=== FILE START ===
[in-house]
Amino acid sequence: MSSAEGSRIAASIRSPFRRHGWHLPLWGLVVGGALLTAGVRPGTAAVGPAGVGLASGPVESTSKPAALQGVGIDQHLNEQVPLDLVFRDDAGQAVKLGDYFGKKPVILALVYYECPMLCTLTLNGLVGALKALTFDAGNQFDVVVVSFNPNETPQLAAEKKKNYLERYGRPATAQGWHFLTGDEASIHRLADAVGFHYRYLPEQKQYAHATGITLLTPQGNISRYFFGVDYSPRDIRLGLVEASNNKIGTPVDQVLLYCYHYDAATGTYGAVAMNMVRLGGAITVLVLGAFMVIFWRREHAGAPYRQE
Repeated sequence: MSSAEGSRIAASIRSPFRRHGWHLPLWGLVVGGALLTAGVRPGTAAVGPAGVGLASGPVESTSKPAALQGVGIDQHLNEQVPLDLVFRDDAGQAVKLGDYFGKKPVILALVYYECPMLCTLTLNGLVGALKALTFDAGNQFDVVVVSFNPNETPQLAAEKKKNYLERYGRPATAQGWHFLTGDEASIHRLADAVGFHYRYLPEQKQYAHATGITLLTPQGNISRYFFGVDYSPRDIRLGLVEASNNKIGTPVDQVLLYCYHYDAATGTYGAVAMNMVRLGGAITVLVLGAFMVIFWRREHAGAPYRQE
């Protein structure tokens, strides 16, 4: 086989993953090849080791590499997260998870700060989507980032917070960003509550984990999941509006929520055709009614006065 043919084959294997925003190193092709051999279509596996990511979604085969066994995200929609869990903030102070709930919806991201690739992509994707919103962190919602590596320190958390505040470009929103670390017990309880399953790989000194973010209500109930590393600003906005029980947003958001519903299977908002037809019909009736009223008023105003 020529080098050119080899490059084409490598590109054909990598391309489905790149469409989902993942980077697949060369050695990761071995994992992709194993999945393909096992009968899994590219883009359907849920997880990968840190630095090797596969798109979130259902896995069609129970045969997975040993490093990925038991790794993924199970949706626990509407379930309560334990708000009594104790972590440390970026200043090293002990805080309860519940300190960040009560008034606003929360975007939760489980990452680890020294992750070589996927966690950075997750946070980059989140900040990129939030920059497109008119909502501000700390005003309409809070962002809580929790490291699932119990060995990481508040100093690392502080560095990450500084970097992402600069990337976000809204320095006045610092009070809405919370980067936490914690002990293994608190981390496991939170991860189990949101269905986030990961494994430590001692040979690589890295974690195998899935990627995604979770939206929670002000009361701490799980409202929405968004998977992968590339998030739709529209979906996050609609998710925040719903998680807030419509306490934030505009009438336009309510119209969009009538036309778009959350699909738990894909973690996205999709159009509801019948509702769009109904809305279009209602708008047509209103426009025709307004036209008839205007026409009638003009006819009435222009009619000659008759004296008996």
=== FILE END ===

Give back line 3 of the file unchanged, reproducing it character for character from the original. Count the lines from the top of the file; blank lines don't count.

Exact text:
Repeated sequence: MSSAEGSRIAASIRSPFRRHGWHLPLWGLVVGGALLTAGVRPGTAAVGPAGVGLASGPVESTSKPAALQGVGIDQHLNEQVPLDLVFRDDAGQAVKLGDYFGKKPVILALVYYECPMLCTLTLNGLVGALKALTFDAGNQFDVVVVSFNPNETPQLAAEKKKNYLERYGRPATAQGWHFLTGDEASIHRLADAVGFHYRYLPEQKQYAHATGITLLTPQGNISRYFFGVDYSPRDIRLGLVEASNNKIGTPVDQVLLYCYHYDAATGTYGAVAMNMVRLGGAITVLVLGAFMVIFWRREHAGAPYRQE